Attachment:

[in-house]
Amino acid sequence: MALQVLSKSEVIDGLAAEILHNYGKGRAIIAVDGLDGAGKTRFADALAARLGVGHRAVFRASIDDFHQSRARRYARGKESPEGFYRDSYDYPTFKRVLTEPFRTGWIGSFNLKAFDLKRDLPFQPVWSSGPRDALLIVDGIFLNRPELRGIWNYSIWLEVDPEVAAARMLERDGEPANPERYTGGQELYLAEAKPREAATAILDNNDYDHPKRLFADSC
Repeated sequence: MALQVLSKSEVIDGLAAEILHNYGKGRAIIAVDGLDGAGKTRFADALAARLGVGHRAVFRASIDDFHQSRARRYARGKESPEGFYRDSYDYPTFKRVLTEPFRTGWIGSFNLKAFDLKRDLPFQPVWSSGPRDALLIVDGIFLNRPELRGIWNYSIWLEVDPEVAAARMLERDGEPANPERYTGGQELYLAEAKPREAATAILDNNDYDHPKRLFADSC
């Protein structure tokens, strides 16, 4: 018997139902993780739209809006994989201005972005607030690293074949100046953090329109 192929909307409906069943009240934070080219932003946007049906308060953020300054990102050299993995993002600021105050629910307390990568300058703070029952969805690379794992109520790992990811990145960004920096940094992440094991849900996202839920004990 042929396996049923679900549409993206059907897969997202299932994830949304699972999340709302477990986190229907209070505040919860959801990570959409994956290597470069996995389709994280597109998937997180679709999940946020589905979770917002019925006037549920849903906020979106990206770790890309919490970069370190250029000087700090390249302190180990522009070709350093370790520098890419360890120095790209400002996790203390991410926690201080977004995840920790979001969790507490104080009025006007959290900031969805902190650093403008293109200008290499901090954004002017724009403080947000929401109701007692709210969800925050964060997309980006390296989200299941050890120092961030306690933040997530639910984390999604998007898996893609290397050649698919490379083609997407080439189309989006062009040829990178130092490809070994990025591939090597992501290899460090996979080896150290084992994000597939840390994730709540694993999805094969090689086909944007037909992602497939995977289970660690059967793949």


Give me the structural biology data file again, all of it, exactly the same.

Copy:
[in-house]
Amino acid sequence: MALQVLSKSEVIDGLAAEILHNYGKGRAIIAVDGLDGAGKTRFADALAARLGVGHRAVFRASIDDFHQSRARRYARGKESPEGFYRDSYDYPTFKRVLTEPFRTGWIGSFNLKAFDLKRDLPFQPVWSSGPRDALLIVDGIFLNRPELRGIWNYSIWLEVDPEVAAARMLERDGEPANPERYTGGQELYLAEAKPREAATAILDNNDYDHPKRLFADSC
Repeated sequence: MALQVLSKSEVIDGLAAEILHNYGKGRAIIAVDGLDGAGKTRFADALAARLGVGHRAVFRASIDDFHQSRARRYARGKESPEGFYRDSYDYPTFKRVLTEPFRTGWIGSFNLKAFDLKRDLPFQPVWSSGPRDALLIVDGIFLNRPELRGIWNYSIWLEVDPEVAAARMLERDGEPANPERYTGGQELYLAEAKPREAATAILDNNDYDHPKRLFADSC
């Protein structure tokens, strides 16, 4: 018997139902993780739209809006994989201005972005607030690293074949100046953090329109 192929909307409906069943009240934070080219932003946007049906308060953020300054990102050299993995993002600021105050629910307390990568300058703070029952969805690379794992109520790992990811990145960004920096940094992440094991849900996202839920004990 042929396996049923679900549409993206059907897969997202299932994830949304699972999340709302477990986190229907209070505040919860959801990570959409994956290597470069996995389709994280597109998937997180679709999940946020589905979770917002019925006037549920849903906020979106990206770790890309919490970069370190250029000087700090390249302190180990522009070709350093370790520098890419360890120095790209400002996790203390991410926690201080977004995840920790979001969790507490104080009025006007959290900031969805902190650093403008293109200008290499901090954004002017724009403080947000929401109701007692709210969800925050964060997309980006390296989200299941050890120092961030306690933040997530639910984390999604998007898996893609290397050649698919490379083609997407080439189309989006062009040829990178130092490809070994990025591939090597992501290899460090996979080896150290084992994000597939840390994730709540694993999805094969090689086909944007037909992602497939995977289970660690059967793949």